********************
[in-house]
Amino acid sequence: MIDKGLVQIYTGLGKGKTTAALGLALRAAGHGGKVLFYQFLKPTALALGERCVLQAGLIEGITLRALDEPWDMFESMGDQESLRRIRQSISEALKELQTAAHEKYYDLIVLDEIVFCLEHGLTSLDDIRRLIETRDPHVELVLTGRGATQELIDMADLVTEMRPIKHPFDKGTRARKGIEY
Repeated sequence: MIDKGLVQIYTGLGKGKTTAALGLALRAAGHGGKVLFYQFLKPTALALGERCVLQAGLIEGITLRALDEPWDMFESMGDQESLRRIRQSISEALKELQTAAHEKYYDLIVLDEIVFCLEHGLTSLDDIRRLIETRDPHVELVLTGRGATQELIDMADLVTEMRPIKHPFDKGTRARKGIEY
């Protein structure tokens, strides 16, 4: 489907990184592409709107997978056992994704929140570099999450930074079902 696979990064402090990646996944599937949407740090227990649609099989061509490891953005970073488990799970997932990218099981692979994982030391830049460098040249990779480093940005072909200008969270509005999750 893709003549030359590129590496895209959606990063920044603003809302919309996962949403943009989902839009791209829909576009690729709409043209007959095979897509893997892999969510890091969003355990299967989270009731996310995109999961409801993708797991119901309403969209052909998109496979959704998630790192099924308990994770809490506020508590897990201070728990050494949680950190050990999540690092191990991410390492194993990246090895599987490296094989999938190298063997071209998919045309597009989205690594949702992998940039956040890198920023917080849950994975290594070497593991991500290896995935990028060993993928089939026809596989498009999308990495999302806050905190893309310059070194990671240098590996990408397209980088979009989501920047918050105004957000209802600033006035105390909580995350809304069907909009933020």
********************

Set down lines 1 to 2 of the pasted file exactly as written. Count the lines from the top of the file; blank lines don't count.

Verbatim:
[in-house]
Amino acid sequence: MIDKGLVQIYTGLGKGKTTAALGLALRAAGHGGKVLFYQFLKPTALALGERCVLQAGLIEGITLRALDEPWDMFESMGDQESLRRIRQSISEALKELQTAAHEKYYDLIVLDEIVFCLEHGLTSLDDIRRLIETRDPHVELVLTGRGATQELIDMADLVTEMRPIKHPFDKGTRARKGIEY